Note: Uncommon Descent is on Mountain Standard Time.
Other early uses of elements of the phrase:
At 6, Chris Doyle came very close with “intelligent, designing,” 1802, from William Paley’s Natural Theology, Chapter 24.
At 33, Vincent Torley notes that English chemist Joseph Priestley used the phrase “intelligent designing cause” in 1794.
At 44, BartM found what looked like a source from1750, in The Natural Philosophy of Albrecht von Haller, p. 53, but it turned out to be the work of an English translator, circa 1980. Good sleuthing! But not the suspect.
At 38, kairosfocus notes that Newton’s translator used the phrase “intelligent Agent ”in 1729.
Also, at 58, Ted Davis notes an instance of “intelligent design” from 1877.
Other comments noted
At 7, NickMatzke started a discussion, which continued over many posts, of the relevance of searching out the term to present day controversies.
Hard to know unless we do it.
At 17, NickMatzke dismissed Hoyle and Wickramasinghe’s ideas (fine tuning) as (crazy, kooky); one naturally wonders what he thinks of Crick and Orgel on the origin of life (extraterrestrial). In response, Kairosfocusk looks at some of the issues these science notables grappled with.
At 22, Gregory offers,
It doesn’t seem controversial that the IDM did not exist prior to the 1980s. Can we agree on this? Likewise, this website, Uncommon Descent, is part of (or affiliated with) the IDM.
Hmmm. Intelligent design is more a consensus community than a movement. A movement usually has political goals, and most ID theorists are quite happy just getting published, or not getting fired. ID sympathizers are not happy with textbook Darwinism in the schools, and no one remotely interested in ID has much use for the Darwinized culture. It doesn’t add up to a movement, in the sense of the gay marriage movement or Occupy.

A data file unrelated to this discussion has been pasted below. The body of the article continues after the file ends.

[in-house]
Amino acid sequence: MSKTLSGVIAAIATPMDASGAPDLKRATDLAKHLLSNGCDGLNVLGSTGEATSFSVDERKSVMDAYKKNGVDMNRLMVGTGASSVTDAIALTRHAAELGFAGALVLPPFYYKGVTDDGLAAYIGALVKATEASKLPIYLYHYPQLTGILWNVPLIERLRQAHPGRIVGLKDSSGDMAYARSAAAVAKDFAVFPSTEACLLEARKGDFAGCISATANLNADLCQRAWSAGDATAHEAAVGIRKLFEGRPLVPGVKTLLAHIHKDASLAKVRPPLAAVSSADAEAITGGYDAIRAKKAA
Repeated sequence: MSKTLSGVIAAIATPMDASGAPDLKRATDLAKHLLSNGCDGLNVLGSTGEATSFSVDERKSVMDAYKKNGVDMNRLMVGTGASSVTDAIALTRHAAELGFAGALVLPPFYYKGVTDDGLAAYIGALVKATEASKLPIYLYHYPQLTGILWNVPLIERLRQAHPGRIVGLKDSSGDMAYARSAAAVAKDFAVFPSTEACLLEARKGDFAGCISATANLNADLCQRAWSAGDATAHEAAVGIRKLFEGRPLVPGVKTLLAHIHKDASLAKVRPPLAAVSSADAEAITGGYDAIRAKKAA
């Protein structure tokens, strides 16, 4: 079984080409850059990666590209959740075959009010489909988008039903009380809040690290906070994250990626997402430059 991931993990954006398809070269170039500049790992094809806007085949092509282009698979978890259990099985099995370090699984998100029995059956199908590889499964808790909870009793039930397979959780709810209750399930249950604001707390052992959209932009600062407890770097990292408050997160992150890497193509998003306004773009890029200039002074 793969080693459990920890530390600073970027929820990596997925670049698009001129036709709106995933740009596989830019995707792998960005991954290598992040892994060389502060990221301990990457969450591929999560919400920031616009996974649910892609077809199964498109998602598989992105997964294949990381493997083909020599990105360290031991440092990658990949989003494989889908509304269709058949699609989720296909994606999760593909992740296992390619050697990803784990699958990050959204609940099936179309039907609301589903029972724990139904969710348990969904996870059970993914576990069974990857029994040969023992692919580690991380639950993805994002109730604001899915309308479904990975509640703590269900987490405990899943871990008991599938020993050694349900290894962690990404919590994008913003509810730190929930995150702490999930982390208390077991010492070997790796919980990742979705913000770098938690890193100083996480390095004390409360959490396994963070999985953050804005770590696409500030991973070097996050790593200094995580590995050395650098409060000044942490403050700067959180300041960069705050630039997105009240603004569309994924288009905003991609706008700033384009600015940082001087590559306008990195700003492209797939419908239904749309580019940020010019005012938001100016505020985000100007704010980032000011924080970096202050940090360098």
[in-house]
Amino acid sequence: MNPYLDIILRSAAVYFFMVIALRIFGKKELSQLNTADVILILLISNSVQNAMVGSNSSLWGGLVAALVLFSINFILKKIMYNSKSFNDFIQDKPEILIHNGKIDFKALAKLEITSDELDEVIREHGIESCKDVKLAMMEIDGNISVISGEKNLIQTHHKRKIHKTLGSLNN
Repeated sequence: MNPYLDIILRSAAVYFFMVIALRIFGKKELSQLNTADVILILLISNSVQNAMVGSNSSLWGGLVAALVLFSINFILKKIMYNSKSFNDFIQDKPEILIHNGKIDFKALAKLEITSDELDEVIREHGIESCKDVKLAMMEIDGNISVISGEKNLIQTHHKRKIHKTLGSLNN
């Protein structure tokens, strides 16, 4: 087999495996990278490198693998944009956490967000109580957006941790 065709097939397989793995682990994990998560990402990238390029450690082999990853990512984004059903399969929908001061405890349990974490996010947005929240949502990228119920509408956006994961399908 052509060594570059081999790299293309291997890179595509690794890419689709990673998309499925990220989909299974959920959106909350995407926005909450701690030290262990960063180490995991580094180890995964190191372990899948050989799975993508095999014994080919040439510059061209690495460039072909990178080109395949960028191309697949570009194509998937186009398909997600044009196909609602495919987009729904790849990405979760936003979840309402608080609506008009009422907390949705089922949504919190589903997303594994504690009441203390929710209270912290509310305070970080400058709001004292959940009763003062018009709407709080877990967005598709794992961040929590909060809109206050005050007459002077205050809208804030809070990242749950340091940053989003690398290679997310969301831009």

For the record, Uncommon Descent is an independent non-profit based in Colorado, and not affiliated with any other group. It is basically five ID types, various, who run this news and views Web site, which survives on small donations. If you thought we were bigger or more powerful – that just shows what the Internet can do.
At 56, Ted Davis observes,
As for the term “intelligent design” being used in something like the sense in which it’s used here at UD, a lot will depend on what you think ID actually is. For example, Nobel laureate Arthur Holly Compton used the term in 1940, as follows: “The chance of a world such as ours occurring without intelligent design becomes more and more remote as we learn of its wonders.” In context, he was talking about the fine tuning of the cosmos (as we would call it today), so it’s fair IMO to call this a reference to ID. At the same time, Compton did *not* see ID as an alternative to to evolution. He was fully convinced of human evolution. To the extent that ID is seen as an *alternative* to evolution, then, Compton was not talking about ID. In his view, design was an inference *from* science, not an explanation *within* science. When I took a similar view myself here some years ago, I was told in clear terms that ID requires “design” to be in the scientific toolbox. I won’t try to sort this out more than I already have.
We wish him the best with his new column series at BioLogos.
Again, thanks to all for participating.